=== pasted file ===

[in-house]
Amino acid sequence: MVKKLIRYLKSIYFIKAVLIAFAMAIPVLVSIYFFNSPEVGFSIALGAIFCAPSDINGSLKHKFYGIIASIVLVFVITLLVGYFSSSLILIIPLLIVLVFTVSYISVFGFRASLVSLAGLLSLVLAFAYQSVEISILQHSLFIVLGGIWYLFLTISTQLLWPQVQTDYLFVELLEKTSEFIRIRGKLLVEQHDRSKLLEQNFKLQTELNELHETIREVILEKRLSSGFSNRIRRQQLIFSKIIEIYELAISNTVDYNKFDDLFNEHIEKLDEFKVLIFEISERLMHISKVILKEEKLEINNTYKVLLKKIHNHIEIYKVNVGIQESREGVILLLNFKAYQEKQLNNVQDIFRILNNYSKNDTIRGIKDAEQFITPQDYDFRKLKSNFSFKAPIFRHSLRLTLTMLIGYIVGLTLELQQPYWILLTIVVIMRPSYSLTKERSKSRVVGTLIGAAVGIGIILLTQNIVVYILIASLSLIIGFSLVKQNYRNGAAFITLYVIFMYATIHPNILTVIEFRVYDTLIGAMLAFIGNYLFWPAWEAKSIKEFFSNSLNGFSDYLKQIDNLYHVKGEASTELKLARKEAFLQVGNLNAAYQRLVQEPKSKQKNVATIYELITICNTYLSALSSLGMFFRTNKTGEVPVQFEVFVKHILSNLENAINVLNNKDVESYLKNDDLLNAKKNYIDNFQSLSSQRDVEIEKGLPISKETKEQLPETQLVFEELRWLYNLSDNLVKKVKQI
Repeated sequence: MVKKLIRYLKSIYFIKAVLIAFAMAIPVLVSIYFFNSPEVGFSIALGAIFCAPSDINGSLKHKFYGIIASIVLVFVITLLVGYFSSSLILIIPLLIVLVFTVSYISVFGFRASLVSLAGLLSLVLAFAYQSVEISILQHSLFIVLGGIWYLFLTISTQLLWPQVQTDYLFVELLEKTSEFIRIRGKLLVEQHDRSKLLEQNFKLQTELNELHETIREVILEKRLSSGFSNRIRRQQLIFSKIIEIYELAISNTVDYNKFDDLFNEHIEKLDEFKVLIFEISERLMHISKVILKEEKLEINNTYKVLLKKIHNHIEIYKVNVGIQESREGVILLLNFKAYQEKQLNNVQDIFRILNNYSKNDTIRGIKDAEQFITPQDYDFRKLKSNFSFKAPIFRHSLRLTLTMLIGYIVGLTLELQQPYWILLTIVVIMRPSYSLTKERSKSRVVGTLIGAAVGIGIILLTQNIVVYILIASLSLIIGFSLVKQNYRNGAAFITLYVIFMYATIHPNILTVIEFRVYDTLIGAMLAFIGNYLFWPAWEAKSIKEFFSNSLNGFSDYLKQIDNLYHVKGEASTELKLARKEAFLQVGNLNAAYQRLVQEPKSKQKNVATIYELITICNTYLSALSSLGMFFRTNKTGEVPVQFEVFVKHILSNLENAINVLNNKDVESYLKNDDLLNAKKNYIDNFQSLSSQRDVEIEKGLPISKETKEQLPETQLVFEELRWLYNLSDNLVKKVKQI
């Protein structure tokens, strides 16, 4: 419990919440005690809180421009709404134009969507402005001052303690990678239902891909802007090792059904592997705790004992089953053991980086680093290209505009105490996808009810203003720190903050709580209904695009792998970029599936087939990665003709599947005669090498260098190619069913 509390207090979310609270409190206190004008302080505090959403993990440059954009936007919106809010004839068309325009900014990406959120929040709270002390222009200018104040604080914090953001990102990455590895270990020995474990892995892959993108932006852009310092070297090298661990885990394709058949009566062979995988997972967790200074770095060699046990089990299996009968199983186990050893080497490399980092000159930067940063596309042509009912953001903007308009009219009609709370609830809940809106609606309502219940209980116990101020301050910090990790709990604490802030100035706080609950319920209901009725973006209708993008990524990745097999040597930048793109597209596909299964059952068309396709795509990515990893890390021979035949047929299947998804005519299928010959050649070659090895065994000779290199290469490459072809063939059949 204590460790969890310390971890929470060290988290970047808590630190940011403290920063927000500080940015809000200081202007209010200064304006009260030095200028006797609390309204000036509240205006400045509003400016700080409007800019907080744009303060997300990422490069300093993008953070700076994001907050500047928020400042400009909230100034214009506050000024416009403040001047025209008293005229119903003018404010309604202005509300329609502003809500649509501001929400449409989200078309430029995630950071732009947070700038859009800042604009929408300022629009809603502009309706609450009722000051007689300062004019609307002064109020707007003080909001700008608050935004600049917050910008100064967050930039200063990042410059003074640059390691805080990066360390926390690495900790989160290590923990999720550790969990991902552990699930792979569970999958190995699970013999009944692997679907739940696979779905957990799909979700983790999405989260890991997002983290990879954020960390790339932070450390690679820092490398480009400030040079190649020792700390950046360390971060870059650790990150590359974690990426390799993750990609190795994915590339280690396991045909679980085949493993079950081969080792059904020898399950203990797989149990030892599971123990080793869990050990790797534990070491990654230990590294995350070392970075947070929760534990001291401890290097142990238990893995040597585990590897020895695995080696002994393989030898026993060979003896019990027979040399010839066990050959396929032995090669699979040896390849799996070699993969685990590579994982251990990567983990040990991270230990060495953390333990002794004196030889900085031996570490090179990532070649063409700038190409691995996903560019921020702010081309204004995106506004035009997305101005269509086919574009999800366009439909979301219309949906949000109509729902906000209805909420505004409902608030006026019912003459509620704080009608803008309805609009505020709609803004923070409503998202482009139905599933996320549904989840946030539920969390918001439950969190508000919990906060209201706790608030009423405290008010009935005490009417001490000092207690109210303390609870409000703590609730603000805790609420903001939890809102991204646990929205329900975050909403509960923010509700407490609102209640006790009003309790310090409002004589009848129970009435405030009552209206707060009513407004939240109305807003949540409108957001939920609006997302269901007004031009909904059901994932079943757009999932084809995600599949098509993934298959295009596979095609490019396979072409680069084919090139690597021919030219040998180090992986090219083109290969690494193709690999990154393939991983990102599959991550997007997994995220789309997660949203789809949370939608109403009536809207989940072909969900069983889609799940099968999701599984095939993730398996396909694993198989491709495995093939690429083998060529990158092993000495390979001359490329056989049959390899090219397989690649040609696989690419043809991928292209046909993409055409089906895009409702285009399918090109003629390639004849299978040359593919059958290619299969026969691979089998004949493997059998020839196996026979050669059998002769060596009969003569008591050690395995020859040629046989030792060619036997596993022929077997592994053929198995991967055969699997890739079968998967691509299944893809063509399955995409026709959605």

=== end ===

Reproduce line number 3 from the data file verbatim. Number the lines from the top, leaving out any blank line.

Repeated sequence: MVKKLIRYLKSIYFIKAVLIAFAMAIPVLVSIYFFNSPEVGFSIALGAIFCAPSDINGSLKHKFYGIIASIVLVFVITLLVGYFSSSLILIIPLLIVLVFTVSYISVFGFRASLVSLAGLLSLVLAFAYQSVEISILQHSLFIVLGGIWYLFLTISTQLLWPQVQTDYLFVELLEKTSEFIRIRGKLLVEQHDRSKLLEQNFKLQTELNELHETIREVILEKRLSSGFSNRIRRQQLIFSKIIEIYELAISNTVDYNKFDDLFNEHIEKLDEFKVLIFEISERLMHISKVILKEEKLEINNTYKVLLKKIHNHIEIYKVNVGIQESREGVILLLNFKAYQEKQLNNVQDIFRILNNYSKNDTIRGIKDAEQFITPQDYDFRKLKSNFSFKAPIFRHSLRLTLTMLIGYIVGLTLELQQPYWILLTIVVIMRPSYSLTKERSKSRVVGTLIGAAVGIGIILLTQNIVVYILIASLSLIIGFSLVKQNYRNGAAFITLYVIFMYATIHPNILTVIEFRVYDTLIGAMLAFIGNYLFWPAWEAKSIKEFFSNSLNGFSDYLKQIDNLYHVKGEASTELKLARKEAFLQVGNLNAAYQRLVQEPKSKQKNVATIYELITICNTYLSALSSLGMFFRTNKTGEVPVQFEVFVKHILSNLENAINVLNNKDVESYLKNDDLLNAKKNYIDNFQSLSSQRDVEIEKGLPISKETKEQLPETQLVFEELRWLYNLSDNLVKKVKQI